How Women Can Stay Safe in Car Parks
Another (attempted) assault on a lone female in a car park in Malaysia has female drivers on alert. Automologist LING shares her tips for staying safe while in the car park, and hope readers will share theirs too.
There is a recent viral video in Malaysia of a young woman cautioning viewers, after what she believe was an attempted robbery at a supermarket. She had parked her car when she noticed a guy leaning against a pillar nearby. Her suspicion was aroused and she had the right mind to stay in her car, with the doors still locked. When he saw that she was not leaving the car, the predator approached her vehicle and tried to open the door. She immediately drove away, and luckily was unharmed. See the video here (in Chinese).
If you are from my neck of the woods (Malaysia), you would remember the case of Canny Ong, which shook the nation back in 2003. Canny was kidnapped from the parking area of an upscale neighbourhood mall in Kuala Lumpur, and subsequently raped, murdered and burnt. Her case would not be the last of its kind here. While car parks have improved a lot since the tragic case—better lighting, emergency buttons, female-only parking sections, regular guard patrols—the perceived weaker sex continue to be preyed upon there.
I have, in my time as a writer, been fortunate enough to interview a security consultant and a self-defence coach, both who have shared tips on how I can (try to) stay safe in situations such as this. Here they are, plus some of my own: –
1. BE & LOOK ALERT
The young woman in the viral video was aware of her surrounding before she even exited the car, which was what kept her unharmed. Predators select easy victims—no different from animals do—preferring the lone, distracted and weak-looking ones.
Do not fiddle with or talk on your phone in the car park. Instead, look around you and at the people around you. Body language also conveys strength and weakness, so hold yourself erect, with your chin up. I tend to look like I’m ready to punch someone—hey, better to look mean than be assaulted.
2. DO NOT VISIT THE ATM BEFORE HEADING TO THE CAR PARK
Robbers are opportunists. They would likely target those who just withdrew money from the ATM and head straight to the car park. If you must, withdraw money when you just arrive at the mall—the robber would be less likely to (though not never) follow you around the mall while you shop and dine, and have to wait for an opportunity to rob you.
I also prefer to use my Touch n’ Go to pay for the car park fee—since I don’t have to fumble with money at the autopay machine, that’s one fewer opportunity for predators to select me as a target.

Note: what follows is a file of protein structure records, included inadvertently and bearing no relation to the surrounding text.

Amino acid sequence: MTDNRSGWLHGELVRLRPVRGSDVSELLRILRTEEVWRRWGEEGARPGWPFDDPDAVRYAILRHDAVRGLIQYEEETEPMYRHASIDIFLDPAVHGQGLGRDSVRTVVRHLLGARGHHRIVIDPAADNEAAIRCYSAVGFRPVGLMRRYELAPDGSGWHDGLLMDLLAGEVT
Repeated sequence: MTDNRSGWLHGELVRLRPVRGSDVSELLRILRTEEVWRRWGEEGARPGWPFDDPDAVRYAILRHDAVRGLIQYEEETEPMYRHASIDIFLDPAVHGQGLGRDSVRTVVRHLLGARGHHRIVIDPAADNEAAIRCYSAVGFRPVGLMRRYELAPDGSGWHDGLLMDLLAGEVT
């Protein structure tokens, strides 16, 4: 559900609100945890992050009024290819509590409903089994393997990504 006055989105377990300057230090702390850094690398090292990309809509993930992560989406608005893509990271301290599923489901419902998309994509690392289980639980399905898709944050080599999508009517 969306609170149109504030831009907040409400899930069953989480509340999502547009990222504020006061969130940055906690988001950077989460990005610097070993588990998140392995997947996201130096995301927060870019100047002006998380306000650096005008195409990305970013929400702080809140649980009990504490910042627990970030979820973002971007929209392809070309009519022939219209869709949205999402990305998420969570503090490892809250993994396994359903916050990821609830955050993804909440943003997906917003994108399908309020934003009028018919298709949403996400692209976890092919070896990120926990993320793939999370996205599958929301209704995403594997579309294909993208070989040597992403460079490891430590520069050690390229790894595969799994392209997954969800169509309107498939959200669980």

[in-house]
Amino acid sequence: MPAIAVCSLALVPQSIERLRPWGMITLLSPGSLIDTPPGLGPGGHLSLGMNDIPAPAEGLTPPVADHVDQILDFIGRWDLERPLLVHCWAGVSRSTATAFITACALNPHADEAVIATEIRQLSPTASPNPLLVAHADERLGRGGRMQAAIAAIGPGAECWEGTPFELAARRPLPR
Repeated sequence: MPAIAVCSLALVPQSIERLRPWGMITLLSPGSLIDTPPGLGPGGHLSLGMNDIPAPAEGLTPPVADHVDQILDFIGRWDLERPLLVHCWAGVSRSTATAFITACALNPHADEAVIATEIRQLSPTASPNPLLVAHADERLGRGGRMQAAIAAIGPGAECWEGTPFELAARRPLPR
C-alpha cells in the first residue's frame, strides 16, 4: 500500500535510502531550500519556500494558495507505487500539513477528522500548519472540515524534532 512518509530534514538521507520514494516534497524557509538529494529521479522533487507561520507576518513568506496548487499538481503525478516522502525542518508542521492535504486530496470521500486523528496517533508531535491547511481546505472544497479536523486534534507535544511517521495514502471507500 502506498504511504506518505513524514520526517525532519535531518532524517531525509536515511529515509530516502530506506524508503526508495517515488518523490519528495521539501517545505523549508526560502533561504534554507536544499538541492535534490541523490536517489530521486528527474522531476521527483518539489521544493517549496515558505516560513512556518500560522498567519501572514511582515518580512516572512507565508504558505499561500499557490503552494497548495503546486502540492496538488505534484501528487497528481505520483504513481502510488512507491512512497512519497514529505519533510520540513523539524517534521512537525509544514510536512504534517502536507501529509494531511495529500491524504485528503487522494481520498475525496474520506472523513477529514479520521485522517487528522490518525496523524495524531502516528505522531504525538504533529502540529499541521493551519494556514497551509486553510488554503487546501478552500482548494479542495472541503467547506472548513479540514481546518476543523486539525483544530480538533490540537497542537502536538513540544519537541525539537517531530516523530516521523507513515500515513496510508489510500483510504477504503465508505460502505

3. DO NOT LET STRANGERS COME WITHIN ARM’S REACH
“The problem with Asians is…,” the self-defense coach told me “…we are too polite. If a stranger approaches us, we will not tell him to back off. But you do not want a potential assailant to come close enough to grab you.”
So, if a stranger comes towards you and you do not feel comfortable, tell him firmly to “stop” and “stay away”. If he doesn’t oblige…
4. ARM YOURSELF WITH A LONG-RANGE, MULTIPLE BURSTS PEPPER SPRAY
Long-range because, again, you do not want the attacker to come close enough to overpower you—some spray have ranges as far as 12 feet. Look for one that is capable of multiple bursts because—and I do mean to scare you because this could very well happen—there might be more than one attacker. (Here’s an example of such a pepper spray.)
Hold one in your hand while you’re walking from or to your car, and also keep one within easy reach inside your car—in the compartment on the inside of the driver’s door, for instance.
5. HAVE YOUR CAR KEY READY, BE QUICK TO CLOSE THE CAR DOORS, AND LOCK THEM.
If you do not have one of those keyless car fobs, avoid being distracted fumbling for your car key in the car park. Have it ready in your hand.
When you are at your car, quickly load your things in and get in yourself, close the doors and lock them.
6. FIRST, FLEE. BUT IF YOU HAVE TO FIGHT, GO FOR THE EYES.
Always, always try first to remove yourself from danger. Re-enter the building. Go to where there are other people. But if you cannot avoid the attack…
“You’d think to go for the balls, but no,” the security consultant said to me. “You might kick his thighs instead or he might have low-hanging jeans on. The most fragile part of a person is his eyes—jab them with your fingers, keys, whatever you have on hand.”
There you have it. These are the safety precautions that I practice/keep in mind every time I am at the car park. Do you have any tips of your own? Do share.